While the “on your back, epidural-numbed” labor has long been the American standard, we're hearing from more and more women who are opting for less conventional birth methods and pain control techniques. If that sounds intriguing to you here are a few ways you might want to consider when it comes time to welcome baby:
Ever thought of delivering baby in a Jacuzzi? With a water birth, you progress through labor in a waist-deep pool of clean, warm (around body temperature) water. More and more hospitals are offering this option. You can also do a water delivery at a birthing center or even rent a pool for your own living room! The big benefit: Hanging out in a birthing pool during the first stage of labor (when the cervix is dilating but hasn’t reached 10 centimeters yet) has been known to greatly decrease a woman’s chances of screaming for an epidural. Some women choose to hop out of the bath once they’ve dilated, but with a true “water birth,” you stay in the tub until baby is out and swimming along with you. (The doctor/midwife brings baby's face up into the air right away.) Fans of water birth say it makes natural childbirth easier on Mom, and the transition to the outside world easier on baby.
A home birth is just what it sounds like—giving birth at home. This option isn’t super common in the US (roughly 99 percent of births still take place in a hospital), but home birth stories are popping up all over the media these days. Celebs like Julianne Moore, Mayim Bialik, Alyson Hannigan and Cindy Crawford all skipped the hospital to labor at home. Most doctors aren’t into this—they warn of the dangers involved with giving birth outside the reach of a hospital’s emergency care. Others, however, argue that home births are actually the safer route, since they say forgoing the hospital protects a woman from unnecessary drugs and episiotomies and remaining in a comfortable, relaxed environment helps the birth go smoothly—just as nature intended.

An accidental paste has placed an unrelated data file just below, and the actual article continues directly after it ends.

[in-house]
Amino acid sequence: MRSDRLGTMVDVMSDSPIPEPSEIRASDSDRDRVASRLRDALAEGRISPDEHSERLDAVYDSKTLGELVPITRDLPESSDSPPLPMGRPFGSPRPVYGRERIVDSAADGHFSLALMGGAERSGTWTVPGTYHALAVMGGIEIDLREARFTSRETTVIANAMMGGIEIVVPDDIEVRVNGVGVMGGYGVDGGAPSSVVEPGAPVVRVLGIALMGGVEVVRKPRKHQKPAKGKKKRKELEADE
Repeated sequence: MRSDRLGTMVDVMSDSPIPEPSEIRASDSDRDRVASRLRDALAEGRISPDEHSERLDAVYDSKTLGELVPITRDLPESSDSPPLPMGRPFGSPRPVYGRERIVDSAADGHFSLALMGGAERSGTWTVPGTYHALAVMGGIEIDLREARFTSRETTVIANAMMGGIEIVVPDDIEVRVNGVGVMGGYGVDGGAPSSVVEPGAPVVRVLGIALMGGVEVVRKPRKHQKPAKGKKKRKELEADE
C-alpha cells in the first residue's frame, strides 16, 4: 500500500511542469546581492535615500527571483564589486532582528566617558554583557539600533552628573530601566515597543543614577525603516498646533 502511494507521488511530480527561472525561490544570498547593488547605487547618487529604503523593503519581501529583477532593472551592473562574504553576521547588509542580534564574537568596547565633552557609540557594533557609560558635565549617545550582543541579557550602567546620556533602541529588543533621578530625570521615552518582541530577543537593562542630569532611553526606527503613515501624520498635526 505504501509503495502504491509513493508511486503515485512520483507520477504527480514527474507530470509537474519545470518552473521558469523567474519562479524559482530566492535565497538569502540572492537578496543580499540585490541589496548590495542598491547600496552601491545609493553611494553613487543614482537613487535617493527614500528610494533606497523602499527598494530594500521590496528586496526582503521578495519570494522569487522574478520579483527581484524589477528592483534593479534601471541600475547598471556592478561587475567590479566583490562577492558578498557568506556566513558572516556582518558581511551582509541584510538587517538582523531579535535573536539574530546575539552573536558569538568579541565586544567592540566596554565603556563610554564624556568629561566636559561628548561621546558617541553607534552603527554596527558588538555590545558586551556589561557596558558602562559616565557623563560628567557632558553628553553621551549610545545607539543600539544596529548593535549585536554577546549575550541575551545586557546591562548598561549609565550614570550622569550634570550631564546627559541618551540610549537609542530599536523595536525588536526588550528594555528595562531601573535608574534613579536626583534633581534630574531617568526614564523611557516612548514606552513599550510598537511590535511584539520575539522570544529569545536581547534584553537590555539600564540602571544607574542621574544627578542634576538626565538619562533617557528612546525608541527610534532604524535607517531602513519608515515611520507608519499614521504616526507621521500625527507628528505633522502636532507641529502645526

Acupuncture is a traditional Chinese method of stimulating points on the body (usually with strategically placed thin needles) to help balance the natural flow of energy (or qi). What does this have to do with delivering a baby? Well, certain studies have shown that the needles may make labor easier. In one study, patients receiving acupuncture were 50 percent less likely to ask for an epidural; in another, the treatment was effective in inducing labor in women whose water had already broken. And here's one more interesting factoid: Some say acupuncture can help turn breech babies too.
Think you could talk your brain out of feeling the pain of labor? Some women claim that self-hypnosis methods have helped them to have less painful deliveries. How does it work? These techniques are meant to help you retreat into yourself and essentially program your brain to believe that labor will be totally comfortable. Women that have gone this route commonly allege that when they arrived at the hospital, nurses refused to believe they were in labor (until they had their internal exams, of course)! Kerry Tuschoff, founder of the hypnosis training program Hypnobabies, goes so far as to call her methods “software for the mind.” If you’re skeptical, consider this: Recent studies show that self-hypnosis can reduce the need for pain meds in labor and make for more satisfied moms.